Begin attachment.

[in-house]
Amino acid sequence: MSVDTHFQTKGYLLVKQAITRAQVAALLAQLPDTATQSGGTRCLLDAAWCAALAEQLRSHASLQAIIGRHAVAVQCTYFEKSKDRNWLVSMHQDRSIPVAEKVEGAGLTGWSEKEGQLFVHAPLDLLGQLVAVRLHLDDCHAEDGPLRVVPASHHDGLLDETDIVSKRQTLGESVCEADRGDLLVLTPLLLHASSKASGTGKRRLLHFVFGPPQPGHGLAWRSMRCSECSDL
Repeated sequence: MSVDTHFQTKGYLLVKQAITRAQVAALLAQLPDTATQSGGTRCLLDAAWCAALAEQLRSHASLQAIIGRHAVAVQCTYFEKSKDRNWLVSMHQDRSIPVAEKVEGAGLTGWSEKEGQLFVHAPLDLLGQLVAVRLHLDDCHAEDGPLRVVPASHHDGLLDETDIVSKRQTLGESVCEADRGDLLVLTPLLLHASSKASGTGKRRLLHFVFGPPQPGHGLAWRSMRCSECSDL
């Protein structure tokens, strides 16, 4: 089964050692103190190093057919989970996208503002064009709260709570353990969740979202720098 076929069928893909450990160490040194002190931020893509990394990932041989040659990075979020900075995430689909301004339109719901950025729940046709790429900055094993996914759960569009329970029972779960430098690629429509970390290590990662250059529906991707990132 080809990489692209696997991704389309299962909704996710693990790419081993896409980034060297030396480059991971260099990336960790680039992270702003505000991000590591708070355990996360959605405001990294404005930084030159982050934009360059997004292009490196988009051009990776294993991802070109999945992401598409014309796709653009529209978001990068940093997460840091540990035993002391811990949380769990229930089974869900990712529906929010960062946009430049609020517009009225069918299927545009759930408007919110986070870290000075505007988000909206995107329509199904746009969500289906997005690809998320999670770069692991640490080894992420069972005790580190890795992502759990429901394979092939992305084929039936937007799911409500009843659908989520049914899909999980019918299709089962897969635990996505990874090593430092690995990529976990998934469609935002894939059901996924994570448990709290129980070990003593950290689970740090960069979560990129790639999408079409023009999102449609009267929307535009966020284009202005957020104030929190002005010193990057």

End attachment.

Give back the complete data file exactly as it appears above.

[in-house]
Amino acid sequence: MSVDTHFQTKGYLLVKQAITRAQVAALLAQLPDTATQSGGTRCLLDAAWCAALAEQLRSHASLQAIIGRHAVAVQCTYFEKSKDRNWLVSMHQDRSIPVAEKVEGAGLTGWSEKEGQLFVHAPLDLLGQLVAVRLHLDDCHAEDGPLRVVPASHHDGLLDETDIVSKRQTLGESVCEADRGDLLVLTPLLLHASSKASGTGKRRLLHFVFGPPQPGHGLAWRSMRCSECSDL
Repeated sequence: MSVDTHFQTKGYLLVKQAITRAQVAALLAQLPDTATQSGGTRCLLDAAWCAALAEQLRSHASLQAIIGRHAVAVQCTYFEKSKDRNWLVSMHQDRSIPVAEKVEGAGLTGWSEKEGQLFVHAPLDLLGQLVAVRLHLDDCHAEDGPLRVVPASHHDGLLDETDIVSKRQTLGESVCEADRGDLLVLTPLLLHASSKASGTGKRRLLHFVFGPPQPGHGLAWRSMRCSECSDL
């Protein structure tokens, strides 16, 4: 089964050692103190190093057919989970996208503002064009709260709570353990969740979202720098 076929069928893909450990160490040194002190931020893509990394990932041989040659990075979020900075995430689909301004339109719901950025729940046709790429900055094993996914759960569009329970029972779960430098690629429509970390290590990662250059529906991707990132 080809990489692209696997991704389309299962909704996710693990790419081993896409980034060297030396480059991971260099990336960790680039992270702003505000991000590591708070355990996360959605405001990294404005930084030159982050934009360059997004292009490196988009051009990776294993991802070109999945992401598409014309796709653009529209978001990068940093997460840091540990035993002391811990949380769990229930089974869900990712529906929010960062946009430049609020517009009225069918299927545009759930408007919110986070870290000075505007988000909206995107329509199904746009969500289906997005690809998320999670770069692991640490080894992420069972005790580190890795992502759990429901394979092939992305084929039936937007799911409500009843659908989520049914899909999980019918299709089962897969635990996505990874090593430092690995990529976990998934469609935002894939059901996924994570448990709290129980070990003593950290689970740090960069979560990129790639999408079409023009999102449609009267929307535009966020284009202005957020104030929190002005010193990057």